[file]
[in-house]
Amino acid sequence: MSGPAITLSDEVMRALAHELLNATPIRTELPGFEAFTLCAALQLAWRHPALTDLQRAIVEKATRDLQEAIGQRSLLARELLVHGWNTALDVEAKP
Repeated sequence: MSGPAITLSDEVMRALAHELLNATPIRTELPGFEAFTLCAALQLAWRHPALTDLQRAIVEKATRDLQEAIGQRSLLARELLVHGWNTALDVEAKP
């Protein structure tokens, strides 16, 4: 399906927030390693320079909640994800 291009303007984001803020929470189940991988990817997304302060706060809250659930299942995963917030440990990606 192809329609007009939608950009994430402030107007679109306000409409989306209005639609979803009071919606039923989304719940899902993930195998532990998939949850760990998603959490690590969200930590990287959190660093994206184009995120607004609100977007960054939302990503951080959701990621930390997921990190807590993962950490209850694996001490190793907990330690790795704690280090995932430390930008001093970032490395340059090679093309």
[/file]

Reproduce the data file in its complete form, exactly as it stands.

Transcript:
[in-house]
Amino acid sequence: MSGPAITLSDEVMRALAHELLNATPIRTELPGFEAFTLCAALQLAWRHPALTDLQRAIVEKATRDLQEAIGQRSLLARELLVHGWNTALDVEAKP
Repeated sequence: MSGPAITLSDEVMRALAHELLNATPIRTELPGFEAFTLCAALQLAWRHPALTDLQRAIVEKATRDLQEAIGQRSLLARELLVHGWNTALDVEAKP
């Protein structure tokens, strides 16, 4: 399906927030390693320079909640994800 291009303007984001803020929470189940991988990817997304302060706060809250659930299942995963917030440990990606 192809329609007009939608950009994430402030107007679109306000409409989306209005639609979803009071919606039923989304719940899902993930195998532990998939949850760990998603959490690590969200930590990287959190660093994206184009995120607004609100977007960054939302990503951080959701990621930390997921990190807590993962950490209850694996001490190793907990330690790795704690280090995932430390930008001093970032490395340059090679093309």